An explosive issue: Digital globalisation – are we falling behind? Major US corporations dominate the software, cloud computing and artificial intelligence sectors. Asian suppliers manufacture computer chips and other hardware. Is Germany making itself economically dependent and politically vulnerable?
Assessing the current situation, Dr. Katrin Suder, Chair of the Advisory Council on Digitalisation to the German Federal Government, says thatthe German administrative apparatus lags far behind by international standards. She believes Germany faces “major challenges” when it comes to technology but points out that digitalisation is progressing well in the old economy and mechanical engineering sector. The country only has persistent problems when it comes to connecting software and hardware.
When asked about ways out of dependency, Joe Kaeser, Supervisory Board Chairman at Siemens Energy, believes the state is responsible for providing the necessary network infrastructure. He went on to criticise the apparent lack of any plan in this area. Simone Menne, President of the American Chamber of Commerce in Germany and member of several Supervisory Boards, emphasised the EU’s role in this process. She said that it must be possible for young companies to scale up their business models in Europe. Although Europe has a common market, it still does not have enough shared technical standards, including common financial and capital markets. “We have many companies and entrepreneurs, but lack investors with stamina.” Dr. Suder believes in strengthening European companies’ ability to compete, explaining that we must now think about competition on a global level rather than nationally or within Europe. She pointed out such an industrial policy must also be a technology and security policy.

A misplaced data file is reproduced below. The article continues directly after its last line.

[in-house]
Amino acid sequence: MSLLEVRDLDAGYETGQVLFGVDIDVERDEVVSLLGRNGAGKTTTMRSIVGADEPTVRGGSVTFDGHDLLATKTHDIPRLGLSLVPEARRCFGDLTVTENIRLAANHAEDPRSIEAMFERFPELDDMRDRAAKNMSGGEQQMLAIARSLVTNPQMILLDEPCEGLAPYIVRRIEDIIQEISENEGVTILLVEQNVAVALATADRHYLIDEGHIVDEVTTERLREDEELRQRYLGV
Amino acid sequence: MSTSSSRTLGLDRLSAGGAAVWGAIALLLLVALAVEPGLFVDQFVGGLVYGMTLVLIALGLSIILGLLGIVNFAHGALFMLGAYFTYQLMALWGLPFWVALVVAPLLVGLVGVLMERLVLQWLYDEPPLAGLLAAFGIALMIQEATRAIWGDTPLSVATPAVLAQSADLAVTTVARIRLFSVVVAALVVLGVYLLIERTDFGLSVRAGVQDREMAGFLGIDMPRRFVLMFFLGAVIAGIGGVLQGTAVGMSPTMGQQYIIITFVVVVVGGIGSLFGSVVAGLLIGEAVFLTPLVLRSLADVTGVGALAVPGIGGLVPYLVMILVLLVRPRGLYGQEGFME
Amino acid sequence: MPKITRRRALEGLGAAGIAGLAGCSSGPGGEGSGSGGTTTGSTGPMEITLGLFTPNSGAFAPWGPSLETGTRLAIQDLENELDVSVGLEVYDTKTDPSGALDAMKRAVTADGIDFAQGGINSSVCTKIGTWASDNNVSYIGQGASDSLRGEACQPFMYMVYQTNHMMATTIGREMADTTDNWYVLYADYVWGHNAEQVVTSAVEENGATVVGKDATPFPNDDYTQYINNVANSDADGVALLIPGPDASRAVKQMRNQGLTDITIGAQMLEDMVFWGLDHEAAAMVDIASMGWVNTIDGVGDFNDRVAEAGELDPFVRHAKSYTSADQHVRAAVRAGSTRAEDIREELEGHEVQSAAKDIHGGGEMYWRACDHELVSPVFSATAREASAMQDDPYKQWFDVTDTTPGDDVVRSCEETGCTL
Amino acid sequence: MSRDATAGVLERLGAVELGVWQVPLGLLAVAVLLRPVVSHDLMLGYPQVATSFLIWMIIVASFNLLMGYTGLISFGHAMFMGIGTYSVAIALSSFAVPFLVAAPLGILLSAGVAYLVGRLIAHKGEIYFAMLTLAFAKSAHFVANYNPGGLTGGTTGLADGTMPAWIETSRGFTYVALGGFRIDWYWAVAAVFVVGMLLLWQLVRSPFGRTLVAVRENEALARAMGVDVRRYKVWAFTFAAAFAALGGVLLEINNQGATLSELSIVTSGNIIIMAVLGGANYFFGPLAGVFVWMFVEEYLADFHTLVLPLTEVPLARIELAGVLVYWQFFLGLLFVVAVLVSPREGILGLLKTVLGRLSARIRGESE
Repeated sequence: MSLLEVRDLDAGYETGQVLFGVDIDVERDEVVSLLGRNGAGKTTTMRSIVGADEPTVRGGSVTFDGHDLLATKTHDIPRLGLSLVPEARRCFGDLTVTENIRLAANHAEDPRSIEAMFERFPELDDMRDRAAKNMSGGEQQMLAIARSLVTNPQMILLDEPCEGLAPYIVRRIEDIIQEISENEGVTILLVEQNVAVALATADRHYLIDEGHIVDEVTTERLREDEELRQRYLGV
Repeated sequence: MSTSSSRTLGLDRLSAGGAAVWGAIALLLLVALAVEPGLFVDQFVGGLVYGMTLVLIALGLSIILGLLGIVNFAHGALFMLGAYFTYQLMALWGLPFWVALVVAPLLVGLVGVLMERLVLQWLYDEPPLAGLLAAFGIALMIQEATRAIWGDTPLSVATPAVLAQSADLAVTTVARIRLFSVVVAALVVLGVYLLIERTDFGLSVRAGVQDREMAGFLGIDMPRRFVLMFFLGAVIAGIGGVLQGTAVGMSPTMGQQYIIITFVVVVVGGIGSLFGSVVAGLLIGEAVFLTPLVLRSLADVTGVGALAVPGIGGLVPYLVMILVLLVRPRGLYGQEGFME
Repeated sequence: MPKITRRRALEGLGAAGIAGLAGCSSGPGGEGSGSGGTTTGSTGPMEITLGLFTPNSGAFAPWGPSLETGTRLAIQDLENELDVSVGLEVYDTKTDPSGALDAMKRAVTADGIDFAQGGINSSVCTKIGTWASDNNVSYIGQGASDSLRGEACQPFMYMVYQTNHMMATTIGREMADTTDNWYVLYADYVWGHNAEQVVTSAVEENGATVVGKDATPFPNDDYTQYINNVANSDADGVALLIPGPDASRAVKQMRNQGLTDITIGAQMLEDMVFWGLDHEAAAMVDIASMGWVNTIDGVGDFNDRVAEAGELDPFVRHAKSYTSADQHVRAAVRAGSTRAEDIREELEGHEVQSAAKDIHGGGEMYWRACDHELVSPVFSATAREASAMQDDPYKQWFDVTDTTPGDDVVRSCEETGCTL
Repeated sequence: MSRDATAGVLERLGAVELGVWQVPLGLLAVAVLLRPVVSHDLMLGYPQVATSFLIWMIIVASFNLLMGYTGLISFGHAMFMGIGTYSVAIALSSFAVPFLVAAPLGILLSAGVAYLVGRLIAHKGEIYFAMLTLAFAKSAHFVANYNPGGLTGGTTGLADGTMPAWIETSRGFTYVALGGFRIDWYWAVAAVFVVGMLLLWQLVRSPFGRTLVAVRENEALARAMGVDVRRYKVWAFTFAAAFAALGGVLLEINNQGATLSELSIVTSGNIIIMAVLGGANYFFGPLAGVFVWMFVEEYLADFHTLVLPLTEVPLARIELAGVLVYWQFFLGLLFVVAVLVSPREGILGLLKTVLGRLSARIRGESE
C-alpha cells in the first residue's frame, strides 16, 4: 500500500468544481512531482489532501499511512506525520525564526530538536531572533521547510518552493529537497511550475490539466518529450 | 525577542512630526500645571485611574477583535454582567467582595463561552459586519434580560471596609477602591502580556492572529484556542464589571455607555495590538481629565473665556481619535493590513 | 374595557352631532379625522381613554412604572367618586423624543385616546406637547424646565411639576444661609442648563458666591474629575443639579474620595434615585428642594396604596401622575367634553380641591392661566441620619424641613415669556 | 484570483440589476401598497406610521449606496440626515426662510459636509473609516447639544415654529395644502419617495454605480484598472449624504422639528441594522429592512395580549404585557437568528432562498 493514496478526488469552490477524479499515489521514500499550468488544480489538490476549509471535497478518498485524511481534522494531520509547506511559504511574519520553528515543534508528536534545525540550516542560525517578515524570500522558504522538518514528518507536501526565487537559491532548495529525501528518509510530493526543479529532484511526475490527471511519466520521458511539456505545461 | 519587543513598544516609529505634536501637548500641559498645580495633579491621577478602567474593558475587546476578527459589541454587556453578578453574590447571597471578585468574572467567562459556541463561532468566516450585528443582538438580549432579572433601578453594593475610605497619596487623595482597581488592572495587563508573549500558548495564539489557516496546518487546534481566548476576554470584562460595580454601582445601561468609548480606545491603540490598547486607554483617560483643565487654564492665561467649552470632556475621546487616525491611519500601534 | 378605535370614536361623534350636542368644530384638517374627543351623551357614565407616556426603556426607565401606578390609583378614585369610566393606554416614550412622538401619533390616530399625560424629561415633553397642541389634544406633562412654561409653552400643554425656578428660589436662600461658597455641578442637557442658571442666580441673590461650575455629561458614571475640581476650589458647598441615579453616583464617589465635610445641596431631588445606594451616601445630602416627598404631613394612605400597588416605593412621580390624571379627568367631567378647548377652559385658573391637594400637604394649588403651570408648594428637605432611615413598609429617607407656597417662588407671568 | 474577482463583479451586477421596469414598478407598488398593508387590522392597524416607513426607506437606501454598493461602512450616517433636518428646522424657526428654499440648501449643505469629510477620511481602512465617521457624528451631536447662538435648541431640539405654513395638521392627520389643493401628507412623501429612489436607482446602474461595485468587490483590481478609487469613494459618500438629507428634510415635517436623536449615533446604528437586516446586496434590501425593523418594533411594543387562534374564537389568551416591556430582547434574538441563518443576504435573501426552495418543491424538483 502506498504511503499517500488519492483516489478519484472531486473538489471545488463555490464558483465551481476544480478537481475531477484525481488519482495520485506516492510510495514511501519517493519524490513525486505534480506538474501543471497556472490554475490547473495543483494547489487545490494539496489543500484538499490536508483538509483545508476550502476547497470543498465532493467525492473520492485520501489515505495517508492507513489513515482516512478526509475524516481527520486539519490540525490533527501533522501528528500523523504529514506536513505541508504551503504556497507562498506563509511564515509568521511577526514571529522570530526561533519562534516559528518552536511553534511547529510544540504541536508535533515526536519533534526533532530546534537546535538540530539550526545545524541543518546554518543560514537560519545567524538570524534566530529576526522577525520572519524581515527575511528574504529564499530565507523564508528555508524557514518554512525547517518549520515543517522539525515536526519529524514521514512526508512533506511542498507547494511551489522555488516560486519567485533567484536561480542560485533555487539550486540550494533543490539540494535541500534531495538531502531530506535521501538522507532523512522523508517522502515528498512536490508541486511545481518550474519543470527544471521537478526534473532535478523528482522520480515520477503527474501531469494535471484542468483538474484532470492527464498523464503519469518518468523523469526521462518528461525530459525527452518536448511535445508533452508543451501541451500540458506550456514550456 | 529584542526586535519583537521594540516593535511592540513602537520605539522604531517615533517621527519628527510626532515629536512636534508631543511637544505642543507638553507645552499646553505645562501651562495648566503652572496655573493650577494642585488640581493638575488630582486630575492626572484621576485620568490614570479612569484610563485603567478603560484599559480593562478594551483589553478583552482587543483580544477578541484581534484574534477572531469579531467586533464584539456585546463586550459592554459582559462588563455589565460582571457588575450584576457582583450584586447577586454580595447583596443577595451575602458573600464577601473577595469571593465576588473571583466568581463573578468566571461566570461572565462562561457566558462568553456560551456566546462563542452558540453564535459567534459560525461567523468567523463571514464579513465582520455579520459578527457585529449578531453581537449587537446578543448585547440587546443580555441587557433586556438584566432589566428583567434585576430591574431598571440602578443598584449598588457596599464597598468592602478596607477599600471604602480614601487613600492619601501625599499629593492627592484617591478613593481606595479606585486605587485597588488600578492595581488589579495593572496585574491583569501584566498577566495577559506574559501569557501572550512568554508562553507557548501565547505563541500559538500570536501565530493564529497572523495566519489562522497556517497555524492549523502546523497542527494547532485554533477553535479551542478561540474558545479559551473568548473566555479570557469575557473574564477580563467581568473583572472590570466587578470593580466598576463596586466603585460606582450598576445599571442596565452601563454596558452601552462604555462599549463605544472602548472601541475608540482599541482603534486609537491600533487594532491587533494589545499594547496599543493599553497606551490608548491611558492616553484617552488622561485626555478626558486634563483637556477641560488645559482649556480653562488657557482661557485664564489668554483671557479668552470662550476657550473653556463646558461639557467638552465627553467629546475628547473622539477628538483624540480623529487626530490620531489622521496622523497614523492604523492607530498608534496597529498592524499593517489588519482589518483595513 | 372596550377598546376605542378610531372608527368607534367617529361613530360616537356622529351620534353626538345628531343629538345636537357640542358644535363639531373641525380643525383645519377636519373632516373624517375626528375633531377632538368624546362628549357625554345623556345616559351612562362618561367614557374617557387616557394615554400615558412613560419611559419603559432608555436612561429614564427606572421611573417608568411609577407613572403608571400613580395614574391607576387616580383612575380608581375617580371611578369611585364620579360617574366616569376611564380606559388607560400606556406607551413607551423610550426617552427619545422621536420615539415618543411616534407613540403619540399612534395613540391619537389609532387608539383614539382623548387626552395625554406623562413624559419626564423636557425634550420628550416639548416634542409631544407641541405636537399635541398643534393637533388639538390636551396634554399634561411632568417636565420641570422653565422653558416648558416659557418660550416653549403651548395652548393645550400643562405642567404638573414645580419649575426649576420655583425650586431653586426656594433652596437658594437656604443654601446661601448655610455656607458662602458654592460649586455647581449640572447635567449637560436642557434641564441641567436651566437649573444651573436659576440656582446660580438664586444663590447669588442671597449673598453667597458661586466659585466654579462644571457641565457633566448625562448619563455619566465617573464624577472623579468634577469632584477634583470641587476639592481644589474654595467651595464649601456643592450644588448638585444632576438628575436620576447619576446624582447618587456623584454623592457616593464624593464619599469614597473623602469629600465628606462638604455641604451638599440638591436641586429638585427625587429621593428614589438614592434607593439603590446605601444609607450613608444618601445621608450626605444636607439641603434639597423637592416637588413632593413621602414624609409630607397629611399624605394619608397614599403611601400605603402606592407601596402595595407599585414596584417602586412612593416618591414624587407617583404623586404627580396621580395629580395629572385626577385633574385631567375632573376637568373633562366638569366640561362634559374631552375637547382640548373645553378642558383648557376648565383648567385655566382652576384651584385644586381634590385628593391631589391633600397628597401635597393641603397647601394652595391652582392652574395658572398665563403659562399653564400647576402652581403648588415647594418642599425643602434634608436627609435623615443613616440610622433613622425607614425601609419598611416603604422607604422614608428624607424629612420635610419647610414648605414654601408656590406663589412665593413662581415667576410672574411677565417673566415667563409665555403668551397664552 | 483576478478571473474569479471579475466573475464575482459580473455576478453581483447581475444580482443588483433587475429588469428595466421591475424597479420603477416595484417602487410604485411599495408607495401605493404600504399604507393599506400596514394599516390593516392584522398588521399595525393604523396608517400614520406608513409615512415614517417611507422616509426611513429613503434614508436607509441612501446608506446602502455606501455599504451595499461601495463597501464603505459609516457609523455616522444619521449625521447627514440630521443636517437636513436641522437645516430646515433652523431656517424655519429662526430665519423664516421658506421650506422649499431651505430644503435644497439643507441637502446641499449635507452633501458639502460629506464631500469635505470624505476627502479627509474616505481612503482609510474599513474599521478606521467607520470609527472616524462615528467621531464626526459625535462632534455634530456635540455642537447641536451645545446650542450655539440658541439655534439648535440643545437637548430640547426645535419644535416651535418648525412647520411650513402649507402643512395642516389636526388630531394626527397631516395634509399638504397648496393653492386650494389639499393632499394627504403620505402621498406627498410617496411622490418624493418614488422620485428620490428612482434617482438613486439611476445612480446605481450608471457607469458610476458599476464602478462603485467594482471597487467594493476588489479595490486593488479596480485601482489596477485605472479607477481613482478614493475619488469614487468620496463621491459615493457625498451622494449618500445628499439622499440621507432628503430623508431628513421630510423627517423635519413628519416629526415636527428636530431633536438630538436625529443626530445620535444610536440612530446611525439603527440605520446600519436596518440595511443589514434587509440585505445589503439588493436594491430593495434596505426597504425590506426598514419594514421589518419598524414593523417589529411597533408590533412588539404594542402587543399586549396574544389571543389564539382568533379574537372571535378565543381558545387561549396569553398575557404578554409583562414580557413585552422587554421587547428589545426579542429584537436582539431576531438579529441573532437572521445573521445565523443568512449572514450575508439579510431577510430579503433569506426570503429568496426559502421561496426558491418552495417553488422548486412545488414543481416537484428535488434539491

Joe Kaeser criticised the fact that Europe does not have a common position on foreign trade, saying: “The USA do things loudly, the Chinese quietly. Europe says nothing at all.” He also said that China only understands one position – the position of strength. The USA and China are also endeavouring to “decouple” their respective technological spheres. This could cause Europe in particular to suffer if it finds itself caught between these two technological powers. However, Simone Menne believes the risk of an extensive decoupling is fairly low, explaining that the Biden administration is acting pragmatically and sees China as a trading partner. According to Menne, it must be clear even to China that global problems cannot be solved if countries close themselves off from one another.